I unfroze it later so lets have a look at what to do.

Deal with the first 9 minutes first. What is the speed? Well, whenever you see a situation where it is a ‘mile a minute’ – just think 60mph, since there are 60 minutes in an hour. Makes thinks quicker that way.

At that speed – which is less than 65 mph, we use the first line of data.

1 gallon will take us 50 miles at that speed, but we are going nowhere near that far – just 9 miles. So the amount of petrol used will be 9/50 of a gallon – which is 0.18 gallons.

The next part we are given the speed, 70mph, so we know it is the second line of the data we need. First though we need to know the distance. 1 Hour 36 minutes = 1.6 Hours. 36/60 is 0.6 of an hour, and that makes its easier to do the calculation.

70 x 1.6 = 112 miles.

[You could do this on your calculator. I’m always looking for short cuts, and I notice that this is the same as 16 x 7 which I can do with my times tables]

At this speed, we would use more than 1 gallon, because 1 gallon will only get us to 40 miles; 2 gallons 80 miles…. or to put it another way, divide our number of miles by 40 which gives us 2.8 gallons.

Now look at the petrol used in bother parts of the journey. This gives us 2.98 gallons.

This is less tan 3 gallons, which is what the question asked us to do.

Summary

With many questions that say ‘show that’, its best to leave thinking about what you are ‘showing’ until the end.

Then split the journey in two. Don’t try doing a whole question in one when you can split it into parts.

Yesterday’s post built up some of the things we need to answer a question where the power is negative and a fraction.

One key point is that for all numbers n

n^{0} = 1 and n^{1} = n.

With negative powers we still need to maintain the rule of adding powers.

2^{x} x 2^{-x} = 2^{x-x} (and since x – x x = 0) = 2^{0} = 1

Re-arrange this and we get 2^{-x} = 1/2^{x}

And there the first new rule – a negative power is 1/the positive power

3^{2} = 9 so 3^{-2} = 1/9

To get the second rule we need to consider how powers can be combined.

(n^{2})^{3} = n^{6} – When you raise a power to a power – multiply the powers

[Consider n x n x n x n x n x n]

Now look at

(n^{2})^{1/2} = n^{1} = n

So what does raise to power of half mean if this involves getting from n^{2} to n? Taking the square root! We could replace 2 and 1/2 with 3 and 1/3 – so see n^{1/3} means take the cube root – and so on.

n^{1/x} means take the xth root of n.

Just before we get back to the question given, lets just complete the patterns by considering what x^{3/2} means. I have seen some exam questions that do pose questions like this.

I suggest you split the 3/2 into 1/2 x 3 or, n^{3/2} = (n^{1/2})^{3}

so 4^{3/2} = (sqrt(4)^{3}) = 2^{3} = 8. It is generally easier to take the ‘root part first. In a non calculator paper you’ll only be asked about roots you know.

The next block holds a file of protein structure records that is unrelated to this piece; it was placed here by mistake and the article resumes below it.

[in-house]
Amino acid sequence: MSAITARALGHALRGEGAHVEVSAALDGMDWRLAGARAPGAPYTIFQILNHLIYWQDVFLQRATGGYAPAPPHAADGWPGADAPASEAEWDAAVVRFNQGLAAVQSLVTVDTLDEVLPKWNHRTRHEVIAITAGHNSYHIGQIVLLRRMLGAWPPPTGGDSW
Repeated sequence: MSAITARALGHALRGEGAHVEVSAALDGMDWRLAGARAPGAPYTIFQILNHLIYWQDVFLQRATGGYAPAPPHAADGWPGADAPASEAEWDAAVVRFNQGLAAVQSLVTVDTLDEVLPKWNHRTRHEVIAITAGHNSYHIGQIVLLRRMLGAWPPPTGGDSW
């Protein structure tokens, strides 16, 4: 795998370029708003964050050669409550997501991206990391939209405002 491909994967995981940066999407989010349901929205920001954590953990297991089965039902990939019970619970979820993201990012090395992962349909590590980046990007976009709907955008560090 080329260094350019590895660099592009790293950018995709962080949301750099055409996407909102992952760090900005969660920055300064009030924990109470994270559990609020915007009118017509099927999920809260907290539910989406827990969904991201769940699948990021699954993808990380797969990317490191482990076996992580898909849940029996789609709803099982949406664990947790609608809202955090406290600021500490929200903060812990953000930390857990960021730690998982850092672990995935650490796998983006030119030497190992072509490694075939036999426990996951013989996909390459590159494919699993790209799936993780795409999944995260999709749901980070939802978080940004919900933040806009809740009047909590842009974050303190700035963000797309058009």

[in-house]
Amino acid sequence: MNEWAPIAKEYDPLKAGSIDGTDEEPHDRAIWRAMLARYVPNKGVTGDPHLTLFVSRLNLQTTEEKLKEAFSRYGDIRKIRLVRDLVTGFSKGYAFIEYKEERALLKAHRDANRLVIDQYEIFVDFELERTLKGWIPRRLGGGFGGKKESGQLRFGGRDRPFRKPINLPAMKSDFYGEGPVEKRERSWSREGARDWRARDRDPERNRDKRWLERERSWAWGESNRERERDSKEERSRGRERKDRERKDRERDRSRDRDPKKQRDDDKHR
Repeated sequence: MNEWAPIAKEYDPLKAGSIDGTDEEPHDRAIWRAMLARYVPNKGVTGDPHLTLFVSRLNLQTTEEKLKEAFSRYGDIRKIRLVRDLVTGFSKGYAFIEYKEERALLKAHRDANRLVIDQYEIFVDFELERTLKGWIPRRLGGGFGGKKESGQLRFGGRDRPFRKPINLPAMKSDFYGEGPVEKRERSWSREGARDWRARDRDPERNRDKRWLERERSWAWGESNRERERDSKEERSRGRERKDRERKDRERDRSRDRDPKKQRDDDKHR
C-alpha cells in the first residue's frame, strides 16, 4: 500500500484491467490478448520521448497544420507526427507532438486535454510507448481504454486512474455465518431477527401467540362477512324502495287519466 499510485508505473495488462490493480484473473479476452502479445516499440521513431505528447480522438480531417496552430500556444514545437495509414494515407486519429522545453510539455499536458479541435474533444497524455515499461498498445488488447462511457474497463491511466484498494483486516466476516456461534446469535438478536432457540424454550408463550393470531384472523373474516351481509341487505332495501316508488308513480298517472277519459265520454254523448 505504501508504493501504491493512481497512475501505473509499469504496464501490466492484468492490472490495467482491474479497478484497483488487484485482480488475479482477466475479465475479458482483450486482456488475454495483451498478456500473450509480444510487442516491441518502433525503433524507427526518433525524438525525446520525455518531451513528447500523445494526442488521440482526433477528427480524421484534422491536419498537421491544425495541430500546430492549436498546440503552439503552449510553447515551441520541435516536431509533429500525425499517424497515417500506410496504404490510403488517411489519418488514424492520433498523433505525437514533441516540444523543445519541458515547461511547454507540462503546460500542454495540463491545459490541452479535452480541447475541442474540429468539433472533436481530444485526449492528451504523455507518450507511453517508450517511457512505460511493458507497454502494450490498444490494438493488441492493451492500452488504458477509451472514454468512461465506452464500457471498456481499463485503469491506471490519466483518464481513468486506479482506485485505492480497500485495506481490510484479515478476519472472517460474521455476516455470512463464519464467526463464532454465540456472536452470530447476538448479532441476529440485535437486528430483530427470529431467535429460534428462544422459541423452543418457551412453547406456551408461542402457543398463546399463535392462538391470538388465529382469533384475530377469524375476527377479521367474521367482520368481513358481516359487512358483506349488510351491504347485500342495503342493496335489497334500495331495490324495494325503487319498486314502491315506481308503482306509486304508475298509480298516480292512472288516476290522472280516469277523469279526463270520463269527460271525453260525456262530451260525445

Let’s get back, at last, to the original question.

64^{-1/2}– Take the 1/2 part first, that means square root, and the square root of 64 is 8. The – part means take the reciprocal 1/8

What Carol did was take 1/2 of 64, not the square root of 64, so your answer should include a sentence. ‘Carol didn’t know that a power of 1/2 means square root, not multiply by 1/2’ – then give the correct answer of 1/8.

I’ve made this into 2 blogs posts with lots of background but if you can remember the rules given in these posts, this question need not take you long in an exam,

Not because I’ve been watching election results today, but because I was discussing ‘powers’ with a student this week – Today’s subject is ‘powers of numbers’… Its the first of a two-parter.

Raising a number by a fraction

Before starting on the matters of powers, let’s consider the form of this question.

It’s another of those ones that suggests someone has done the question, and you have to give comment on their answer. In this case the question does say that Carol has made an error, but this won’t always be the case. I have done a question recently where the ‘answer’ given was correct, and the marks were to be gained by saying so.

With these question types, I think you just have to do the question yourself. You may be able to spot an error in something you haven’t tried yourself, but I’ll be honest, as a Maths tutor I can’t always do so myself.

Let’s get back to the question in hand and consider what a power means if is a) negative and b) a fraction – since in this case the power is negative and a fraction. I could tell you both answers, but I like to show how these answers fit into the wider picture.

You will recall that if were want to multiply two ‘powers’ together you can do this by adding the powers – so long as the ‘base’ is the same. The base is the number ‘raised to’ the power. In this case the base is 2.

2^{2} x 2^{3} = 2^{5}.

This makes sense when you think of 2^{2} as 2 x 2 and 2^{3} as 2 x 2 x 2. Put the big multiply together as

2 x 2 x 2 x 2 x 2 and you can see this can be written as 2^{5}

That rule of powers works well when the powers are positive whole numbers. What we want is for it to work with other numbers.

Powers of 0 and 1

First we need to consider two special cases.

What does 2^{1} mean? And what does 2^{0} mean?

2^{1} means 2 multiplied together one time – and that is just 2! Remember this holds for all base numbers and you can’t go wrong.

4^{1} = 4 36^{1} = 36 4000^{1} = 4000

With 20 we want to keep to the ‘adding indexes’ rule so that

2^{3} x 2^{0} = 2^{3+0} = 2^{3}

8 x 2^{0} = 8 – We can soon see that for this to work, 2^{0} must have the value 1

Again, that works for all numbers

4^{0} = 1 36^{0} = 1 4000^{0} = 1

Now we know what powers of 0 and 1 are, can you see what consequence this has for negative and fraction powers? This is what I’ll be looking at in the next post.